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Gogo Chipanda’s labour of love


She sings and dances in a circle with her class of 36 pupils.

She looks very ecstatic as she plays with the little children, some as young as three years left in her care by their parents.

Despite her 73 years, she moves with the agility of a young woman.

Tambudzai Chipanda, popularly known as Gogo Chipanda, has worked as a voluntary community preschool teacher since independence in Dzivarasekwa Extension, a high density suburb in Harare.

“I vividly recall that I was born during the bitter years of the colonial era, just before the Second World War,” Gogo Chipanda said, showing her identity card to this reporter.

“I developed the passion for children way back when I was still a young woman. As young women, community mothers would give us their little children to look after as they went through their domestic chores.”

In the past — she recalled — young women in the villages around which she grew up used to cook in groups and she used to be the supervisor, a role which made her popular with her age mates.

“Because of the passion I had for children and the ability to teach them, I obtained a certificate as a preschool teacher back then at independence when the government was urging people to go back to school after the war,” Gogo Chipanda said.

She said she did Standard One — which is Grade Three today — where she simply learnt how to read and write. She added: “The first course I did was in First Aid, which saw me developing skills to help the little children as I taught them. I am a holder of a certificate in pre-school teaching, which I am proud of as I teach crèche here at Yemurai School.”

Gogo Chipanda said she was never employed by the government or anybody to do the job she loved, but had always volunteered, almost all her life.

She said the school authorities at Yemurai School authorised her to run a crèche at the school premises as she was doing a noble job for the community.

Gogo Chipanda said she worked as a voluntary teacher for the little children in the community left in her care by their parents who would be committed elsewhere.

“I am just a volunteer here. The parents of these children pay me in cash or in kind. Some bring second-hand clothes for me, some bring bathing and washing soap; others bring money while others bring some food parcels — not because I demand those things from them, but as a way of appreciating my job with their children,” she said.

She had a class of 36 pupils, but the number had been fluctuating of late as some children had been absent since the onset of winter. Chipanda said she was not good in English, but had mastered the basics, which she used in tutoring the children.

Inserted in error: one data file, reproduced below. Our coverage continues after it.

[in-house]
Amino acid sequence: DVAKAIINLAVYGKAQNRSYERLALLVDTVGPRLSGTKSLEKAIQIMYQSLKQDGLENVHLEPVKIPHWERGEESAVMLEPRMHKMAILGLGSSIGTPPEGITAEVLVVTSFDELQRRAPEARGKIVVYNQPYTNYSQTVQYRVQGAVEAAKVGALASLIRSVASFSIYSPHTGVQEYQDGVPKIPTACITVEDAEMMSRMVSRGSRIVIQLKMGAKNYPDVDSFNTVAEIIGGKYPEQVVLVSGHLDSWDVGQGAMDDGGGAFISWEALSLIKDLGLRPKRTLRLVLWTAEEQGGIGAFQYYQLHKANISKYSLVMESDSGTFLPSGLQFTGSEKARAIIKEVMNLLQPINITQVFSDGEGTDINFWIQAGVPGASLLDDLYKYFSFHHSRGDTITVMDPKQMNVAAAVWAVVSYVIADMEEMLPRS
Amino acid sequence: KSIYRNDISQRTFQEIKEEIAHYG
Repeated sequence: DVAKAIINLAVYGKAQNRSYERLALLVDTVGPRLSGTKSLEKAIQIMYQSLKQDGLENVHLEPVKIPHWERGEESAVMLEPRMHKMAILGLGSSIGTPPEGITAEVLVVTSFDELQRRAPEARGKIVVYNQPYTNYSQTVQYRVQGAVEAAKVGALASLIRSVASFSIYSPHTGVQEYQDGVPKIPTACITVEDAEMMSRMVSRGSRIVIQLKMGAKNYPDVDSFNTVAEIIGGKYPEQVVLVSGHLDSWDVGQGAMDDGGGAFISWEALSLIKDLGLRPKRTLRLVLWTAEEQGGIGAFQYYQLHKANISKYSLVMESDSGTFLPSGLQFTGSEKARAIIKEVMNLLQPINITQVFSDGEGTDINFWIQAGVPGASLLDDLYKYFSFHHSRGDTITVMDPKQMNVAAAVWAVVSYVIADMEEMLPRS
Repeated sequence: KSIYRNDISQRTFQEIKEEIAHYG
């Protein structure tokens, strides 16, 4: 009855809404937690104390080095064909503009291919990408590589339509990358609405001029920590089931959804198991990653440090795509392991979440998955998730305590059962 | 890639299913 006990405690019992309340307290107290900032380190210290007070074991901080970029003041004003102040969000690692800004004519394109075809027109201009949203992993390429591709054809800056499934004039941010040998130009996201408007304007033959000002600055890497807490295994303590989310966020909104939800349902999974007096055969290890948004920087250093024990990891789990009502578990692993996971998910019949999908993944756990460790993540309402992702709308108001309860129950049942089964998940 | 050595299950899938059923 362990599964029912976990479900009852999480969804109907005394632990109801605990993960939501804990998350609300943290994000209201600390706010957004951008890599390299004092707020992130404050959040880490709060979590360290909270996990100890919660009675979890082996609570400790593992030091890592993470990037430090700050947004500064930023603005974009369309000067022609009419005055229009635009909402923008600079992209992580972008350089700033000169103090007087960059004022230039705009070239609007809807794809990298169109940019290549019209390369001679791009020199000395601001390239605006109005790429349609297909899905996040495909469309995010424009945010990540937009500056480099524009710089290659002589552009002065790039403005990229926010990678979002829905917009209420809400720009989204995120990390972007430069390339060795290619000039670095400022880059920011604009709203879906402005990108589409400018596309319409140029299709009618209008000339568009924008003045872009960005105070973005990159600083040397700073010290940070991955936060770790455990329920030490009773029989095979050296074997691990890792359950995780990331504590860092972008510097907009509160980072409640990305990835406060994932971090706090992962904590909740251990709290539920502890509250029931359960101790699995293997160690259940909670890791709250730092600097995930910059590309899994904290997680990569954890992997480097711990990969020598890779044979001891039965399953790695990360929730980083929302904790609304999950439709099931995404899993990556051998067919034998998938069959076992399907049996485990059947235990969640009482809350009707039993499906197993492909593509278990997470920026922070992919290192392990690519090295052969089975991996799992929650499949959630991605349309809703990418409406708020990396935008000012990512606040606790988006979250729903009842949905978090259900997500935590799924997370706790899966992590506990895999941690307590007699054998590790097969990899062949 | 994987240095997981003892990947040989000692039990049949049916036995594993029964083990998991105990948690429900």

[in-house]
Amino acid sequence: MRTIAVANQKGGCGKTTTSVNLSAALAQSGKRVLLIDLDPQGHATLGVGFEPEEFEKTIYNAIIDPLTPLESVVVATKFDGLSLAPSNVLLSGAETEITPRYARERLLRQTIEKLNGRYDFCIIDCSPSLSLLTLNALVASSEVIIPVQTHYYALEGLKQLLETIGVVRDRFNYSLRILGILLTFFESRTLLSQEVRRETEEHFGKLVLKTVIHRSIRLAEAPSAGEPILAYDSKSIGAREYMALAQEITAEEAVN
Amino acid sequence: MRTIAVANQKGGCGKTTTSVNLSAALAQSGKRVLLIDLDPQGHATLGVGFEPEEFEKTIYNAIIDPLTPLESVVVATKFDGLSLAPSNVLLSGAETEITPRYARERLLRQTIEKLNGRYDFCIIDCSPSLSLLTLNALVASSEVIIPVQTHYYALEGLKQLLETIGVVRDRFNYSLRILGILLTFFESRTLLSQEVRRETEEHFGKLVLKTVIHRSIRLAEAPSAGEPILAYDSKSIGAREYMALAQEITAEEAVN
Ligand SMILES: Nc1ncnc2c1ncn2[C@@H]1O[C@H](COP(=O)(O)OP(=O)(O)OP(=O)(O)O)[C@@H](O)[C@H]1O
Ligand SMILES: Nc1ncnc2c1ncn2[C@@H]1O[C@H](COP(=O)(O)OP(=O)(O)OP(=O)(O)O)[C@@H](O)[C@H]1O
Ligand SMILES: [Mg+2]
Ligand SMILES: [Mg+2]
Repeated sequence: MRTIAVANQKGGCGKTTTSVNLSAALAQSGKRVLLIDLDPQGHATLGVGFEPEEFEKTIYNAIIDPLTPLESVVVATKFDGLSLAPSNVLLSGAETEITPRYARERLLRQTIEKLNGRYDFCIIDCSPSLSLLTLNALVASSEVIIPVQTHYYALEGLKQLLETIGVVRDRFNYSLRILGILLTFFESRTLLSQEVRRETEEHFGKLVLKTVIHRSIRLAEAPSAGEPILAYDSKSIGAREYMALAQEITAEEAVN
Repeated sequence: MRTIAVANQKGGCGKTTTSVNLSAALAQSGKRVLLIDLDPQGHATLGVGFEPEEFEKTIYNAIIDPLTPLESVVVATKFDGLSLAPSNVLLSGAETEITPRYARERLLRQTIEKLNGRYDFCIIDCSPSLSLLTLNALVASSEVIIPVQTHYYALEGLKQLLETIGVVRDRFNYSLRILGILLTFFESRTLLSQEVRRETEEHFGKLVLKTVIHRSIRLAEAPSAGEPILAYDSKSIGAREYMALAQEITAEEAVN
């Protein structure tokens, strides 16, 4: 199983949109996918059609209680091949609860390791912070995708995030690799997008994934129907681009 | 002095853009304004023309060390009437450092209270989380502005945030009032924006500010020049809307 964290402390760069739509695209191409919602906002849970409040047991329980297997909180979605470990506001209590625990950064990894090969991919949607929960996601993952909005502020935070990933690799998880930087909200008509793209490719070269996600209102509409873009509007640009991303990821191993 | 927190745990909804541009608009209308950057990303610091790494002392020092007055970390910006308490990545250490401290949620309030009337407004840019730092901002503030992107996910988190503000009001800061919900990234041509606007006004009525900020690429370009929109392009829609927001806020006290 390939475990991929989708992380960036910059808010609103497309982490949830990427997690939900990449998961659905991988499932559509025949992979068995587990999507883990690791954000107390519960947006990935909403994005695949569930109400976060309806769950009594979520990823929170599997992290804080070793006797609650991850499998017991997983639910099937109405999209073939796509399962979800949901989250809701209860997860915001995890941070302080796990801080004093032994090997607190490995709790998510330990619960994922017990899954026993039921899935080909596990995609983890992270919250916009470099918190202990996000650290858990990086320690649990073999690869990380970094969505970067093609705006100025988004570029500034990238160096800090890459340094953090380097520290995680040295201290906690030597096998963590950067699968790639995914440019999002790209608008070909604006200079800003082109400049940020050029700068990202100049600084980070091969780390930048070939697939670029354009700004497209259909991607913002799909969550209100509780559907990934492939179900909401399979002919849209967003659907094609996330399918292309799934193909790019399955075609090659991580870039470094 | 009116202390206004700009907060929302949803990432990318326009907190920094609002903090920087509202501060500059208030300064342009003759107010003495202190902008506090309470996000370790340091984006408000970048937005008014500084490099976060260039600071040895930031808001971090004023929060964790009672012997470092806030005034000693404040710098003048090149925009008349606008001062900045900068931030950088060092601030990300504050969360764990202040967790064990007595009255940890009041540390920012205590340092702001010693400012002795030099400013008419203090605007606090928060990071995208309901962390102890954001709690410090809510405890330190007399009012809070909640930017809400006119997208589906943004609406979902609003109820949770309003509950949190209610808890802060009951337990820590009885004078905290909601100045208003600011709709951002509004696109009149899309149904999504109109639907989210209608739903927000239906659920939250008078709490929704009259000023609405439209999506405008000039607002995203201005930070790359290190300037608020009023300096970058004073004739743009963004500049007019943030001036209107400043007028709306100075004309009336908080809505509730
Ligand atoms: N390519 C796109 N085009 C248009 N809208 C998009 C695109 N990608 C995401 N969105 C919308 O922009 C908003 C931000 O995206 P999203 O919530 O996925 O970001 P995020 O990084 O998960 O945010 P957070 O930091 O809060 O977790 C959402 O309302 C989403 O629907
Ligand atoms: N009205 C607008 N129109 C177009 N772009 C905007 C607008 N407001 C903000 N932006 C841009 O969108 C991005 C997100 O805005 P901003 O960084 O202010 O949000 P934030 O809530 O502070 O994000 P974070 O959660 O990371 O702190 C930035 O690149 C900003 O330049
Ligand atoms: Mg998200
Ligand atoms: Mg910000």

Meanwhile, two of her granddaughters, staying with her commended her for her big heart, shown by the way she spent time with little children in the community: “Very few people these days can do what Gogo Chipanda is doing. Imagine just volunteering to look after other people’s children, not worrying about payment,” said one of Gogo Chipanda’s granddaughters, Yvonne Kamukamu.

“Gogo Chipanda does very well with small children. Playing and teaching small children is like a hobby to her and she is never worried about money — which spells out her unconditional kindness,” she added.
She also said Gogo Chipanda got distressed if some children did not turn up for school as she had already developed a bond of friendship with them.

Yvonne said the children who came to Gogo Chipanda for their lessons had no toys and they would be just playing ordinarily and learning how to read and write some basic terms on the dusty ground outside their classroom.

Anastensia Rumhizha, a resident of Dzivarasekwa Extension, said Gogo Chipanda was very hardworking and patient as some of the children were still too young and even soiled their pants.

“This old lady is so hardworking, patient and so tolerant. How many people would choose to work for free looking after young children, some of whom are still soiling their pants? Gogo Chipanda is doing right that and just imagine, voluntarily,” Rumhizha said. She said Gogo Chipanda would take it upon herself to wash some children who would soil themselves at school.

However, Rumhizha said chidren at Gogo Chipanda’s crèche were bringing their own food as the old lady was not capacitated enough to provide foodstuffs for the little ones.

Authorities at Yemurai School commended the good job Gogo Chipanda was doing, but called on the community members and local leaders to rally behind the old lady’s noble cause and giver her support.

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